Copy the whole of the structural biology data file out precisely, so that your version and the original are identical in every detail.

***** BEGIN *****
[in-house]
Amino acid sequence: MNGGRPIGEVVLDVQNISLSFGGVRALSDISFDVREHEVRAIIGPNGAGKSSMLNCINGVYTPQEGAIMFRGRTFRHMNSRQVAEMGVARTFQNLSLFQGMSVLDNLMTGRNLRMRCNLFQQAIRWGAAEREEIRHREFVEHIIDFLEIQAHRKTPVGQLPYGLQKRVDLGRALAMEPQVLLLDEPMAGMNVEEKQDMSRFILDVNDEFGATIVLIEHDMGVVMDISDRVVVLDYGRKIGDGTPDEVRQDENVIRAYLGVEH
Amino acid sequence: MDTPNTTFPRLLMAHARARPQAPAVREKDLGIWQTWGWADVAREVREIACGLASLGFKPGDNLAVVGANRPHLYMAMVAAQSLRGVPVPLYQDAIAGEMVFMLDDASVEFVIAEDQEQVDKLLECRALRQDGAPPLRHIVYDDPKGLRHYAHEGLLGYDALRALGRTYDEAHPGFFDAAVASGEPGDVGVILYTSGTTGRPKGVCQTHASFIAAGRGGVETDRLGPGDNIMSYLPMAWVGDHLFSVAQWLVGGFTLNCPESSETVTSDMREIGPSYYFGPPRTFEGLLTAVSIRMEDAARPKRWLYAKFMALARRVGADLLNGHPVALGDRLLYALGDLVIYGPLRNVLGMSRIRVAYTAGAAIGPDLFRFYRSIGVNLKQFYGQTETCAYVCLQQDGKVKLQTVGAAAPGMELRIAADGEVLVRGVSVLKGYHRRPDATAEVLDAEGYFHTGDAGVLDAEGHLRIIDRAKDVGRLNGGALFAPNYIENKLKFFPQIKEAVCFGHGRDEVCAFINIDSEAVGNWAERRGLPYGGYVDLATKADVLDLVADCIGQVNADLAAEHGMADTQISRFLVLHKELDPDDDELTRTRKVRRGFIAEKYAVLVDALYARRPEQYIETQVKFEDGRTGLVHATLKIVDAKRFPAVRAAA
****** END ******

[in-house]
Amino acid sequence: MNGGRPIGEVVLDVQNISLSFGGVRALSDISFDVREHEVRAIIGPNGAGKSSMLNCINGVYTPQEGAIMFRGRTFRHMNSRQVAEMGVARTFQNLSLFQGMSVLDNLMTGRNLRMRCNLFQQAIRWGAAEREEIRHREFVEHIIDFLEIQAHRKTPVGQLPYGLQKRVDLGRALAMEPQVLLLDEPMAGMNVEEKQDMSRFILDVNDEFGATIVLIEHDMGVVMDISDRVVVLDYGRKIGDGTPDEVRQDENVIRAYLGVEH
Amino acid sequence: MDTPNTTFPRLLMAHARARPQAPAVREKDLGIWQTWGWADVAREVREIACGLASLGFKPGDNLAVVGANRPHLYMAMVAAQSLRGVPVPLYQDAIAGEMVFMLDDASVEFVIAEDQEQVDKLLECRALRQDGAPPLRHIVYDDPKGLRHYAHEGLLGYDALRALGRTYDEAHPGFFDAAVASGEPGDVGVILYTSGTTGRPKGVCQTHASFIAAGRGGVETDRLGPGDNIMSYLPMAWVGDHLFSVAQWLVGGFTLNCPESSETVTSDMREIGPSYYFGPPRTFEGLLTAVSIRMEDAARPKRWLYAKFMALARRVGADLLNGHPVALGDRLLYALGDLVIYGPLRNVLGMSRIRVAYTAGAAIGPDLFRFYRSIGVNLKQFYGQTETCAYVCLQQDGKVKLQTVGAAAPGMELRIAADGEVLVRGVSVLKGYHRRPDATAEVLDAEGYFHTGDAGVLDAEGHLRIIDRAKDVGRLNGGALFAPNYIENKLKFFPQIKEAVCFGHGRDEVCAFINIDSEAVGNWAERRGLPYGGYVDLATKADVLDLVADCIGQVNADLAAEHGMADTQISRFLVLHKELDPDDDELTRTRKVRRGFIAEKYAVLVDALYARRPEQYIETQVKFEDGRTGLVHATLKIVDAKRFPAVRAAA